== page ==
⚠️ Again, REALISTICALLY, you should never store user-role in an encrypted cookie. Instead, store the user ID, and modify the session auth middleware code above to verify the user privilege against a database.

The problem with copy pasting

Now I have to add a new API call, something like /api/guest/{guestID} where it returns all the events that guest has attended. Time to copy paste~

router.HandleFunc("/api/guest/{guestID}", headerAuth(handleAPIGetGuest)).Methods("GET")

How about another one? Like /api/date/{date} to show all the events starting that day. Paste once more 📋

router.HandleFunc("/api/date/{date}", headerAuth(handleAPIGetDate)).Methods("GET")

One of those days you’ll forget to wrap some handler inside headerAuth, and all things will break loose.

Subrouters and prefixes

Gorilla mux lets you create subrouters for your main router to handle different path prefixes. Unfortunately it is not easy to apply different middlewares to different subrouters.

The solution is to create new routers, then route the request from our main router to our new routers (technically subrouters)

For public endpoints, where no middleware is needed, the code remains the same.

router := mux.NewRouter()
router.HandleFunc("/", handleIndex).Methods("GET")
router.HandleFunc("/login", handleLogin).Methods("POST")

Now here is where things get interesting. Let’s make a new router for our admin pages.

// Make a new router for API handlers
apiRouter := mux.NewRouter()
// Create a subrouter so that we don't have to copy paste the /api prefix
apiSub := apiRouter.PathPrefix("/api").Subrouter()
// Add our handlers to API subrouter
apiSub.HandleFunc("/event/{eventID}", handleAPIGetEvent).Methods("GET")
apiSub.HandleFunc("/guest/{guestID}", handleAPIGetGuest).Methods("GET")
apiSub.HandleFunc("/date/{date}", handleAPIGetDate).Methods("GET")
// Add our new router to the main router. Apply the middleware to it ^o^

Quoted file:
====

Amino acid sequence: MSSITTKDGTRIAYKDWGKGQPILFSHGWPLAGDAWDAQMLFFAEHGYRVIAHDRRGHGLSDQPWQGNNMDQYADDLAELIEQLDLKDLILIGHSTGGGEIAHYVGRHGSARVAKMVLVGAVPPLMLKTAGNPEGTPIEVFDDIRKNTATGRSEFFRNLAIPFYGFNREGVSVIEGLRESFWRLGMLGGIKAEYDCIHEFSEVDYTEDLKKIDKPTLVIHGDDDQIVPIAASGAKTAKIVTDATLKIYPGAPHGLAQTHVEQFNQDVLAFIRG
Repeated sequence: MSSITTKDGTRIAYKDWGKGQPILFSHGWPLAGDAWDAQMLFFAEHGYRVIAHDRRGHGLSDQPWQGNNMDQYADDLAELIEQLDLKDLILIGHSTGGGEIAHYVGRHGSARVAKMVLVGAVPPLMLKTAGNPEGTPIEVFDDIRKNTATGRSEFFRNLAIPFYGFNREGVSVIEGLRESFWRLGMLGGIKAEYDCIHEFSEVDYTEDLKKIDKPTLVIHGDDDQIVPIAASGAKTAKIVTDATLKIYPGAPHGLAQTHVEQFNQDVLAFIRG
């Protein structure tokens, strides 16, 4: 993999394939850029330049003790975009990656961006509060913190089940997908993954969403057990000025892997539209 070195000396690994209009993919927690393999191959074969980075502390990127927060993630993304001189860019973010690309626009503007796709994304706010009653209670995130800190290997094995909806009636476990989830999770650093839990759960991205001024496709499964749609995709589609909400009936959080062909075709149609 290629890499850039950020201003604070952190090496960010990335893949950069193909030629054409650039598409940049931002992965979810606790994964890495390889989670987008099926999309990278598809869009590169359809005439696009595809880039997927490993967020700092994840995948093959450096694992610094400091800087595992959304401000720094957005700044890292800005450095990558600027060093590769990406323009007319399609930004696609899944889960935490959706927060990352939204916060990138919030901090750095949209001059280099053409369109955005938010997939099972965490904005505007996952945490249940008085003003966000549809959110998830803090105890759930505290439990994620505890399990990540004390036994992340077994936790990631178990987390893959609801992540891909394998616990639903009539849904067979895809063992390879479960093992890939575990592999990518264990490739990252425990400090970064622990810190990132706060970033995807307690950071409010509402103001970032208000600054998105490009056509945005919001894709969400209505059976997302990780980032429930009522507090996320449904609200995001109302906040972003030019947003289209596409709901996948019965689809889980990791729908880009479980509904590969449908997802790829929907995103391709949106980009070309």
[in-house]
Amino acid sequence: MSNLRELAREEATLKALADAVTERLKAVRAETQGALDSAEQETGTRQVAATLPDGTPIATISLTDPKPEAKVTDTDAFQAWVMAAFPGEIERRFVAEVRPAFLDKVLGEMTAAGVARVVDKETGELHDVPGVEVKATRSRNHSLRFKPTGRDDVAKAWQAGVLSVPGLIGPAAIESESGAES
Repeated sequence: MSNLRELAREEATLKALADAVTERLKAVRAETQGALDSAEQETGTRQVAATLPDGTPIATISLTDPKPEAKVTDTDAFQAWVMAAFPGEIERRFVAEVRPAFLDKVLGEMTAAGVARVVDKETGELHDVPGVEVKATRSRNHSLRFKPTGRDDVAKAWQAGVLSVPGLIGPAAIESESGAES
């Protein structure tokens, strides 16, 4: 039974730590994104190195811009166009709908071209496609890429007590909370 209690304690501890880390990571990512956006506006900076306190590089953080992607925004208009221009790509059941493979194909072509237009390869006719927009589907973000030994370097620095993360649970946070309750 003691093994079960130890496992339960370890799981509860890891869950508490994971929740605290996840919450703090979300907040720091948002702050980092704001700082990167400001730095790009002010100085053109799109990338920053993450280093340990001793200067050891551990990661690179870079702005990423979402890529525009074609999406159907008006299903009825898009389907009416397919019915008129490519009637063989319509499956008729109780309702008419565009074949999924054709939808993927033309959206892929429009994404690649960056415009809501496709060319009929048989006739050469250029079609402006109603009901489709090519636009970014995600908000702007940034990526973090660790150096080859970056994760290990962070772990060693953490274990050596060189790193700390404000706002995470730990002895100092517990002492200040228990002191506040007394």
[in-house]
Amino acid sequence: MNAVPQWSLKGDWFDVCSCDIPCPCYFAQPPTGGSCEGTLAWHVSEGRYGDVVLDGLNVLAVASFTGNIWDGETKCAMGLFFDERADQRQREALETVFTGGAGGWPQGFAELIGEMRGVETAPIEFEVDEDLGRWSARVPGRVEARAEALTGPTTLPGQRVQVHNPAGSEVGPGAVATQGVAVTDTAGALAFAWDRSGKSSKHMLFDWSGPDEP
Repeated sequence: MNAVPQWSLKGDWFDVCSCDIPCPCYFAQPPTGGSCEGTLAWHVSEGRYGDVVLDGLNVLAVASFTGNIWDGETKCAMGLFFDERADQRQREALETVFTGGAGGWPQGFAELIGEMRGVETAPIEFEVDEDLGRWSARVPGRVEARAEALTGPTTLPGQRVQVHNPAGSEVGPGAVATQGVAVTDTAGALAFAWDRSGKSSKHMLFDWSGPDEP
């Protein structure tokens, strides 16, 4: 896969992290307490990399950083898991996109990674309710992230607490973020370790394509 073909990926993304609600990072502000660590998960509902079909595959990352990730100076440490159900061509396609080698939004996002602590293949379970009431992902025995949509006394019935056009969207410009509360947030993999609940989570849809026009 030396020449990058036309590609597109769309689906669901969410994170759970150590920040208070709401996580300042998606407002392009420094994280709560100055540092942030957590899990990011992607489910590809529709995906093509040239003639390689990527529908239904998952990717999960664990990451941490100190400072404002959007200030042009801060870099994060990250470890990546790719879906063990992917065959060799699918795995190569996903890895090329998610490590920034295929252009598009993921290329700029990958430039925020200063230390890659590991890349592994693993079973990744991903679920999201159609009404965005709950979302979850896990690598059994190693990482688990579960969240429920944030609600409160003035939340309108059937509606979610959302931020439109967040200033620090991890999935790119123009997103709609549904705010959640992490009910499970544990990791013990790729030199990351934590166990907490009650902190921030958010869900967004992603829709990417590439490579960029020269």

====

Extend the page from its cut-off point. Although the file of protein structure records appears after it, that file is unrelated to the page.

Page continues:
router.Handle("/api/{_:.*}", headerAuth(apiRouter))

We have a new router apiRouter for our API handlers, which is wrapped in the header auth middleware.

The main router will catch any request whose URL matches the pattern "/api/{_:.*}", and pass them to our apiRouter. Then, apiRouter finds the prefix "/admin", strips that prefix, and routes them to our apiSub, where all our handle routines are.

Same thing with admin page handlers, with session auth middleware

adminRouter := mux.MuxRouter()
adminSub := adminRouter.PathPrefix("/admin").Subrouter()
adminSub.HandleFunc("/manage", handleAdminManage).Methods("GET")
router.Handle("/admin/{_:.*}", sessionAuth(adminSub))

Middlewares can be nested

Because we can chain the middlewares, we can add a LoggingHandler (which logs incoming requests to an io.Writer) to the main router, which will also be applied to all our sub-routers.

So finally, let’s add our router to the default serve mux, and boot up our web server.

handlers.LoggingHandler is provided in "github.com/gorilla/handlers"

func main() {
  // ...
  // code to make the main router and sub-routers
  // ...
  http.Handle("/", handlers.LoggingHandler(os.Stdout, router))
  http.ListenAndServe(":8080", nil)
}

Bonus: another benefit of using middlewares 👍

… is that you can reuse your handlers if needed, but with different middlewares applied.

For example, in one of your admin web pages, you want to use AJAX to get a specifc event.

  • What you want: GET /api/event/42 and receive the event #42 details in JSON format.
  • The problem: /api/event uses header auth, but you can’t just hardcode the auth header in your front-end javascript.
    • But you know your current user has administrator privileges and that they pass the session auth.
  • The solution: Add the same handler handleAPIGetEvent, but this time with headerAuth middleware applied. We can use the admin pages subrouter.
    • We only need to add this one line, before we add the admin pages router to main router
  adminSub.HandleFunc("/ajax-middleware-blah-blah", handleAPIGetEvent)

Same handler, different middleware.